The nervousness felt in the machinery trade over this year’s sales prospects has not been eased by the latest news from the US where overall tractor sales were down 21.2% over the same month last year.

However, this may not be a true reflection of machinery sales worldwide for the the downturn is mainly the result of smaller tractors, purchased by hobby or part-time farmers, seeing the most dramatic decline.

The sub-40hp bracket was hit by a 25.9% reduction in sales, down to 5,941 from last year’s 8,014 units.

40-100hp tractors didn’t fare quite so badly, dropping 14.5%, while over 100hp sector sold 17.3% less tractors.

The one bright spot in America was that the sales of 4WD tractors across all sectors increased slightly with a 1.4% rise, although this only represents a trend away from the standard 2WD format.

In January, 2.1% of tractors sold were 4WD as opposed to 1.6% in January 2023.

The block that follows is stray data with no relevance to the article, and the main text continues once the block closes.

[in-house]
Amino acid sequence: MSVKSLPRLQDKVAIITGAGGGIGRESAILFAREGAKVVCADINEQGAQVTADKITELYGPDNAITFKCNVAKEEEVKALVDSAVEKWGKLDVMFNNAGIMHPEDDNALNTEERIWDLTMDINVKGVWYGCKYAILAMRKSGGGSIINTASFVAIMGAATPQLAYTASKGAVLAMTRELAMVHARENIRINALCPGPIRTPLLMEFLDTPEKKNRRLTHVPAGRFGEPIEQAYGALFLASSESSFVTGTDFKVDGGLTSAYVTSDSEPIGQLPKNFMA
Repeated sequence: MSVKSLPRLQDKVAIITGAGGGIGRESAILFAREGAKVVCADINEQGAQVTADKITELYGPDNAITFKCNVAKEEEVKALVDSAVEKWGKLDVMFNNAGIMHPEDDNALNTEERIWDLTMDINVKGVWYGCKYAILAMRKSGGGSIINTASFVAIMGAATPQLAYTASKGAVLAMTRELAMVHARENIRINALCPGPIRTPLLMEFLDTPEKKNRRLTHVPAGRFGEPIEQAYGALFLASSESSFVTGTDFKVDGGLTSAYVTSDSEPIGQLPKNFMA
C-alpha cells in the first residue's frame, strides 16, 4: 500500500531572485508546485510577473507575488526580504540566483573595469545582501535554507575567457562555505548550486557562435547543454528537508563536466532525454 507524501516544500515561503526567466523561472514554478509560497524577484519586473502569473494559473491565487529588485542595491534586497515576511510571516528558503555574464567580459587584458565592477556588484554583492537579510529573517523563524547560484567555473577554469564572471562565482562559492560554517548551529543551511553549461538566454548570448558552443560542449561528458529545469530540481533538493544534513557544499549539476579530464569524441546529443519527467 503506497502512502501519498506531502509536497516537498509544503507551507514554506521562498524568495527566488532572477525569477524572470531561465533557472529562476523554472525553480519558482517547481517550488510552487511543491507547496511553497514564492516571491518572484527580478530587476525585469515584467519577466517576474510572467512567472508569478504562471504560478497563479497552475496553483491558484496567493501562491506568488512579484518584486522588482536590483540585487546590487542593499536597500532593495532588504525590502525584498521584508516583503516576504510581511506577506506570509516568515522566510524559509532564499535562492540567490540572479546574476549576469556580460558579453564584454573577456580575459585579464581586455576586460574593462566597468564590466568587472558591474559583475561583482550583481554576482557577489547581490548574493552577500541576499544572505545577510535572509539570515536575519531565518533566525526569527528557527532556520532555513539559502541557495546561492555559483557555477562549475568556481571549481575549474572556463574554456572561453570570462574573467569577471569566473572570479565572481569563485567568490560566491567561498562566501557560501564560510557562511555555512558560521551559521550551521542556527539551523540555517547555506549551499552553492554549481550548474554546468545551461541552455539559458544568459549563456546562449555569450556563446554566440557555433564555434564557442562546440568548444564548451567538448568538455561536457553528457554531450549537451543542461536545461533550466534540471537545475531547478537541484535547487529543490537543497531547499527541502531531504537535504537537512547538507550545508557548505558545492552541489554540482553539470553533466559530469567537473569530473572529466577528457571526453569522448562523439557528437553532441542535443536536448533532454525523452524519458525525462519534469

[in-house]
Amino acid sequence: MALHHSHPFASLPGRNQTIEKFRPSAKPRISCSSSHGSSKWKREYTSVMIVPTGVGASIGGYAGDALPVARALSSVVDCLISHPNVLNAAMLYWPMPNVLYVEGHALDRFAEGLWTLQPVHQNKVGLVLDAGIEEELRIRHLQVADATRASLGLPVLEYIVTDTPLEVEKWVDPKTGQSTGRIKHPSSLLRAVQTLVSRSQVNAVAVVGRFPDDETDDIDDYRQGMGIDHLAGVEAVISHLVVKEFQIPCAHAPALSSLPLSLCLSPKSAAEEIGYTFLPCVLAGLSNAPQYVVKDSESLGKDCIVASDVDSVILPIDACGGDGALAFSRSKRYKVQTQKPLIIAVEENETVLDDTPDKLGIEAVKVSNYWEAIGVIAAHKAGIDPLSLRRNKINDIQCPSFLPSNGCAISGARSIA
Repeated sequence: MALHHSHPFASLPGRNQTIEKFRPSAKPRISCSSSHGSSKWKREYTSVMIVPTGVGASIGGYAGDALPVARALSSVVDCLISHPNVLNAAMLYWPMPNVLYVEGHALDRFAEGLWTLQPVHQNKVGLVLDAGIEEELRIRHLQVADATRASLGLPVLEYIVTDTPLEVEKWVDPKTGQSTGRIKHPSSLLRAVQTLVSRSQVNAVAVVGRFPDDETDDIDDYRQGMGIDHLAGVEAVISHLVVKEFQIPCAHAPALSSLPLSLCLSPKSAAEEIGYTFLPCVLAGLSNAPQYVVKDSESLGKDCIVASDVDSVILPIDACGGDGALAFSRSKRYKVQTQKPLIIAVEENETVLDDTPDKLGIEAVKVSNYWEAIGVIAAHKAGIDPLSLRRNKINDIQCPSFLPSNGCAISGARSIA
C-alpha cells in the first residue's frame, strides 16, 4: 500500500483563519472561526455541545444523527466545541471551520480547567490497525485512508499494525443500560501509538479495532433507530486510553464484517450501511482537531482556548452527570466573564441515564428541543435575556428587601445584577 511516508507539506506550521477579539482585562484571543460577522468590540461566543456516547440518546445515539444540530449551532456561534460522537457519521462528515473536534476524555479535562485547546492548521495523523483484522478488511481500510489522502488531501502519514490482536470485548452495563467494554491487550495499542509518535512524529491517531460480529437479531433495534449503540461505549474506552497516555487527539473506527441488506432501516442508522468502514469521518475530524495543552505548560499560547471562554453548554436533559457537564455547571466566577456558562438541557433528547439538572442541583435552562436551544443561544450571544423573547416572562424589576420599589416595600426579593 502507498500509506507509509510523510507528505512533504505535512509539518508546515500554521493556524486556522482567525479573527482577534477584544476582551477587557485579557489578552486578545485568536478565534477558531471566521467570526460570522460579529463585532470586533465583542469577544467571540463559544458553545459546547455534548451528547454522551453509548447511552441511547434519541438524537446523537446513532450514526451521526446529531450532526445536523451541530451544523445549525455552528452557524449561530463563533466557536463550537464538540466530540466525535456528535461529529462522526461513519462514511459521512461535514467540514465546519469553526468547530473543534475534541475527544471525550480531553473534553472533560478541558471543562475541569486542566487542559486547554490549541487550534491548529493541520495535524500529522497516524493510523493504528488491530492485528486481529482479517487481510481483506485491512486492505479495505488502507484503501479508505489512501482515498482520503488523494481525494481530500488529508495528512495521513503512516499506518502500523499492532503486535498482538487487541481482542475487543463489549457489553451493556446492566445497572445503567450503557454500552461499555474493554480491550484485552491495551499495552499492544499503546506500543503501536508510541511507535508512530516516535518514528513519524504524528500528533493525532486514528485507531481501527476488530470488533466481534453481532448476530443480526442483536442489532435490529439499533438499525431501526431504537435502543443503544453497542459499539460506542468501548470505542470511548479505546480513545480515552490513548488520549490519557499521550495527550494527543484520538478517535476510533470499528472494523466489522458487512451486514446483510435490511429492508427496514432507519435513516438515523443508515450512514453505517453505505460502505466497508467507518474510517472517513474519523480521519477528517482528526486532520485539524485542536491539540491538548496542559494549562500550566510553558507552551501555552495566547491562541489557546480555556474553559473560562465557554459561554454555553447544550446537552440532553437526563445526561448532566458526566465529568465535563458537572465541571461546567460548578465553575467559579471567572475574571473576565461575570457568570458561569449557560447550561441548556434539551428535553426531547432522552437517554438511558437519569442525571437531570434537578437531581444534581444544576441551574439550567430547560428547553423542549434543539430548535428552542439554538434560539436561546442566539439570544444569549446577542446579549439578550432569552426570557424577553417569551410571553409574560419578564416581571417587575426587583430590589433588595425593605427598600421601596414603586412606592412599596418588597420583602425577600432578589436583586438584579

Tractor sales peak shift in the US

The Association of Equipment Manufacturers (AEM), which compiles these figures, also offers a graph comparing the figures for the last three years plus the five-year average.

Alongside the general fall recorded from all these years, it is noticeable that in 2023 the buying peak in America moved from April to June.

Autumn sales, however, topped out in October as it has done in previous years.

It was a similar story in Canada which has a market size just 12% of that of its southern neighbour.

Overall tractor sales were down 29.9% in January compared to January last year with the 100hp+ segment suffering the least, showing a 24.8% reduction in sales.

The peak buying month in Canada is October and the number of tractors sold has remained stable over the last few years.

Any differences in demand show up in the months before the autumn with a distinct spring surge in 2021, something of an anomaly from the norm.